Several years ago, while I was living in LA, I was heading east on the 91 Freeway when I noticed a green Jaguar in my rear view mirror driving very fast as he approached my right side. When he became abreast with my car he rammed into it, then stepped on the gas speeding away. Madder than a hound dog, I took pursuit. While weaving in and out of lanes trying to keep up with this idiot and honking my horn at him I saw a car on my left, their passenger window down. A lady stuck her head out the window and hollered, “We saw it all. We’ll testify. We’re with you. Get that guy!” I was amazed and kept on going now followed by my new friends. Then I saw a car to my right roll their window down and holler, “We got your back! We saw it all. We’re with you. Go get him.” Even more amazed by now I floor boarded it as I saw the green Jaguar head for the Green River off-ramp. I followed right behind him, honking my horn, my head out the window hollering for him to pull over. I noticed my other new friends following the first new friend car.
We all pulled over to the side of the road as the Jaguar came to a stop. I hopped out and went over to where he was standing. “Look what you did to my car!” he demanded pointing to a large dent in his side fender. I was stunned and pointing out the dents in my own car, we soon got into a screaming match. The other two cars emptied of their occupants as they joined us. They immediately began telling the true version of the story and that if he didn’t give me his name, insurance # and phone# they were calling the cops. They were ready to testify. Needless to say, while it took a few months, I eventually received a check for the damage done to my car.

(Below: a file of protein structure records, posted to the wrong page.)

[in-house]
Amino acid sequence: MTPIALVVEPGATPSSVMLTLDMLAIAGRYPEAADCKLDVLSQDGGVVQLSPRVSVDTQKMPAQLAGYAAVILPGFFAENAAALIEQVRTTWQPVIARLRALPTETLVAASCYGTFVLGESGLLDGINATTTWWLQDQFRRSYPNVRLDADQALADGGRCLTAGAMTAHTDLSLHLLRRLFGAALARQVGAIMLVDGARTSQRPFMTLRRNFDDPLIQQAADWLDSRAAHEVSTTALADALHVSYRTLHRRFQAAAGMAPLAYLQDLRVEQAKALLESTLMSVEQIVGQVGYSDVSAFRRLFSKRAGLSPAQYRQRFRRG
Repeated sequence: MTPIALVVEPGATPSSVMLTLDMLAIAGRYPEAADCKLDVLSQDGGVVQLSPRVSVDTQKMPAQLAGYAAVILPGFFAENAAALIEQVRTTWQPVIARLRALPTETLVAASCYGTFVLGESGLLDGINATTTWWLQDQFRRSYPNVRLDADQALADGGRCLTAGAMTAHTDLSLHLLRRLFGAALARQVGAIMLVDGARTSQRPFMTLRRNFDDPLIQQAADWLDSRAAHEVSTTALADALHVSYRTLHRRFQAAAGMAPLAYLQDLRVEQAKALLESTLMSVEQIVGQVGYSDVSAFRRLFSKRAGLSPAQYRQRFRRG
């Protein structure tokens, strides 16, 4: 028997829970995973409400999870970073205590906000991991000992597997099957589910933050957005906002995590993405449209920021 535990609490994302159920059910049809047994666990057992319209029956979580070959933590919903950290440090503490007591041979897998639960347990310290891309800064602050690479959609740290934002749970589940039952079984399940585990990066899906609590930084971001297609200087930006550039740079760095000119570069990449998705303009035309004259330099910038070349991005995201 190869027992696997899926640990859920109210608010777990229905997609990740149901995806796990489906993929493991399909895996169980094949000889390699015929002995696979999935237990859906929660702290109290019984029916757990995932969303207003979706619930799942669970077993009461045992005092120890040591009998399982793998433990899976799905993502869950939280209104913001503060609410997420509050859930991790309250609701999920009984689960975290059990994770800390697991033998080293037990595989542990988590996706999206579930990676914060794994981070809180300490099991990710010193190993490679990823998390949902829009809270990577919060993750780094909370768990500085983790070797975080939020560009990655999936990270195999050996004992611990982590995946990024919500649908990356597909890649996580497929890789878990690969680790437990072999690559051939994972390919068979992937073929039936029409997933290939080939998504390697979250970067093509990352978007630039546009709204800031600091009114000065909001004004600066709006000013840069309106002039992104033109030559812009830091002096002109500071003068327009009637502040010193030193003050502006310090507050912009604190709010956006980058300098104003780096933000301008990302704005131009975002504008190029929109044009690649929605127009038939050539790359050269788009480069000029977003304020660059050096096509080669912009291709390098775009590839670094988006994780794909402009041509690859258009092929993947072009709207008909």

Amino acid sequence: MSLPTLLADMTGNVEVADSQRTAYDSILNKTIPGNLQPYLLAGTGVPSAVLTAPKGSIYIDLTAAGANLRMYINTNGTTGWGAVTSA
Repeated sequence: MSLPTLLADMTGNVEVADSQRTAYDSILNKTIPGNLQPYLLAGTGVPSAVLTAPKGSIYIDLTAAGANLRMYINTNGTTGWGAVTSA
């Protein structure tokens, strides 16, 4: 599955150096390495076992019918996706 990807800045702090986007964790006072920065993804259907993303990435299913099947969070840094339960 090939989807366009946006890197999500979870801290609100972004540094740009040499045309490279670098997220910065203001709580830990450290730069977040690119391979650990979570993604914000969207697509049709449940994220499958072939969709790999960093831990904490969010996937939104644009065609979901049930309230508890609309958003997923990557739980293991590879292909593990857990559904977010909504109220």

I can’t tell you what this did to my belief in the goodness of human nature, especially the part about being your brother’s keeper. I’m sorry I can’t say the same for what happened at Penn State. Like most of us you are probably in shock. It’s one thing to have deadly accusations of 40 counts of sexual abuse against Jerry Sandusky; it’s another to be a witness and not lift a hand to stop it. Tim Curley, the longtime Athletic Director of Penn State had been told about Sandusky sexually assaulting a naked ten year old boy in a team locker room shower. In the midst of all the flying accusations and denials, coach, Joe Paterno and school president Graham Spanier were fired. The former vice-president for finance and business, Gary Schultz was also asked to leave. It is required by state law that Schultz and Curley were supposed to report to a law enforcement agency any knowledge they had of improper behavior by an adult to a child. This never happened. Are none of them their brother’s keeper? According to Fox News Report, “Among the charges is an alleged assault in 2002 that was not brought to the attention of police, according to a grand jury report, even though top officials at Penn State knew there was an accusation of inappropriate behavior.”